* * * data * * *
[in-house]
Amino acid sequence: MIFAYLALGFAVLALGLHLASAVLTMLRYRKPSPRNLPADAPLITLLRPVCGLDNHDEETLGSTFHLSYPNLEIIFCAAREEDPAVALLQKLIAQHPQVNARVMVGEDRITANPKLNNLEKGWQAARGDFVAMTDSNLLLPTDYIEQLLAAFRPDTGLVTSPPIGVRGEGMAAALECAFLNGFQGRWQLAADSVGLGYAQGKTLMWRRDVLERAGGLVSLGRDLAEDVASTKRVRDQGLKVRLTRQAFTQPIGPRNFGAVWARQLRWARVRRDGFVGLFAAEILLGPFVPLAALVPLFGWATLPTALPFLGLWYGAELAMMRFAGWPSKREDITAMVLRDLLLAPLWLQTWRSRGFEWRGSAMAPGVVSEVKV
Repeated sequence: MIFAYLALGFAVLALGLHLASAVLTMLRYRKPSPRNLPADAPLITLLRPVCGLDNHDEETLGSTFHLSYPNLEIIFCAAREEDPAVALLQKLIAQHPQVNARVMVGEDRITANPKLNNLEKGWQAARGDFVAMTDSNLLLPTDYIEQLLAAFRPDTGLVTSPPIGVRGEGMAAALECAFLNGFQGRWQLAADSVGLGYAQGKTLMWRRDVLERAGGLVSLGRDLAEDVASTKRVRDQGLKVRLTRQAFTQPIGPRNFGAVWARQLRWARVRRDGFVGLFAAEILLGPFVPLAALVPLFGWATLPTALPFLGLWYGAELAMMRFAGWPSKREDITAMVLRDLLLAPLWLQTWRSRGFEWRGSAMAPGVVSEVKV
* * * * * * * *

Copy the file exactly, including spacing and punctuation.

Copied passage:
[in-house]
Amino acid sequence: MIFAYLALGFAVLALGLHLASAVLTMLRYRKPSPRNLPADAPLITLLRPVCGLDNHDEETLGSTFHLSYPNLEIIFCAAREEDPAVALLQKLIAQHPQVNARVMVGEDRITANPKLNNLEKGWQAARGDFVAMTDSNLLLPTDYIEQLLAAFRPDTGLVTSPPIGVRGEGMAAALECAFLNGFQGRWQLAADSVGLGYAQGKTLMWRRDVLERAGGLVSLGRDLAEDVASTKRVRDQGLKVRLTRQAFTQPIGPRNFGAVWARQLRWARVRRDGFVGLFAAEILLGPFVPLAALVPLFGWATLPTALPFLGLWYGAELAMMRFAGWPSKREDITAMVLRDLLLAPLWLQTWRSRGFEWRGSAMAPGVVSEVKV
Repeated sequence: MIFAYLALGFAVLALGLHLASAVLTMLRYRKPSPRNLPADAPLITLLRPVCGLDNHDEETLGSTFHLSYPNLEIIFCAAREEDPAVALLQKLIAQHPQVNARVMVGEDRITANPKLNNLEKGWQAARGDFVAMTDSNLLLPTDYIEQLLAAFRPDTGLVTSPPIGVRGEGMAAALECAFLNGFQGRWQLAADSVGLGYAQGKTLMWRRDVLERAGGLVSLGRDLAEDVASTKRVRDQGLKVRLTRQAFTQPIGPRNFGAVWARQLRWARVRRDGFVGLFAAEILLGPFVPLAALVPLFGWATLPTALPFLGLWYGAELAMMRFAGWPSKREDITAMVLRDLLLAPLWLQTWRSRGFEWRGSAMAPGVVSEVKV